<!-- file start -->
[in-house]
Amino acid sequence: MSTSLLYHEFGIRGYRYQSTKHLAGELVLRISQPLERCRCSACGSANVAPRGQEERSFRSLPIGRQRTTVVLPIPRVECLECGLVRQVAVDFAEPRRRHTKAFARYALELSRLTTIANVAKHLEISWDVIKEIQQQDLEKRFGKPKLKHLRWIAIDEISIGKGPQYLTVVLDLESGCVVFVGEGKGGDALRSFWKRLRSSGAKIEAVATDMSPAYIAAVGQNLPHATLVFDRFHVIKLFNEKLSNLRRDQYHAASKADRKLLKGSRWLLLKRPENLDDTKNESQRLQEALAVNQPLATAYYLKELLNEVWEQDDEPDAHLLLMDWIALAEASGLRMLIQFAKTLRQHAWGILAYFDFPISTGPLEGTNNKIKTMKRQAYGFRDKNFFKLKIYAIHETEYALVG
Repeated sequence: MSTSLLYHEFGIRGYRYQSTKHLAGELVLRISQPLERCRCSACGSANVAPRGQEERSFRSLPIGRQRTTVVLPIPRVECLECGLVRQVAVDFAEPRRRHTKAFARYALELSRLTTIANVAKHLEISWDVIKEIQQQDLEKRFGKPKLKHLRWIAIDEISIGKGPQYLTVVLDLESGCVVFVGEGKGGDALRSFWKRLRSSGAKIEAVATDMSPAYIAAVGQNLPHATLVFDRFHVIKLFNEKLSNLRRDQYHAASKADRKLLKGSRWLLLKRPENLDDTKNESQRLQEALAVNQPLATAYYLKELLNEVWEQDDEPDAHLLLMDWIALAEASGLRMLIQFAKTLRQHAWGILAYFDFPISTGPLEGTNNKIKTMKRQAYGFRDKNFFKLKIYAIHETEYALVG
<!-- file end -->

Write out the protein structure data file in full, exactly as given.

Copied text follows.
[in-house]
Amino acid sequence: MSTSLLYHEFGIRGYRYQSTKHLAGELVLRISQPLERCRCSACGSANVAPRGQEERSFRSLPIGRQRTTVVLPIPRVECLECGLVRQVAVDFAEPRRRHTKAFARYALELSRLTTIANVAKHLEISWDVIKEIQQQDLEKRFGKPKLKHLRWIAIDEISIGKGPQYLTVVLDLESGCVVFVGEGKGGDALRSFWKRLRSSGAKIEAVATDMSPAYIAAVGQNLPHATLVFDRFHVIKLFNEKLSNLRRDQYHAASKADRKLLKGSRWLLLKRPENLDDTKNESQRLQEALAVNQPLATAYYLKELLNEVWEQDDEPDAHLLLMDWIALAEASGLRMLIQFAKTLRQHAWGILAYFDFPISTGPLEGTNNKIKTMKRQAYGFRDKNFFKLKIYAIHETEYALVG
Repeated sequence: MSTSLLYHEFGIRGYRYQSTKHLAGELVLRISQPLERCRCSACGSANVAPRGQEERSFRSLPIGRQRTTVVLPIPRVECLECGLVRQVAVDFAEPRRRHTKAFARYALELSRLTTIANVAKHLEISWDVIKEIQQQDLEKRFGKPKLKHLRWIAIDEISIGKGPQYLTVVLDLESGCVVFVGEGKGGDALRSFWKRLRSSGAKIEAVATDMSPAYIAAVGQNLPHATLVFDRFHVIKLFNEKLSNLRRDQYHAASKADRKLLKGSRWLLLKRPENLDDTKNESQRLQEALAVNQPLATAYYLKELLNEVWEQDDEPDAHLLLMDWIALAEASGLRMLIQFAKTLRQHAWGILAYFDFPISTGPLEGTNNKIKTMKRQAYGFRDKNFFKLKIYAIHETEYALVG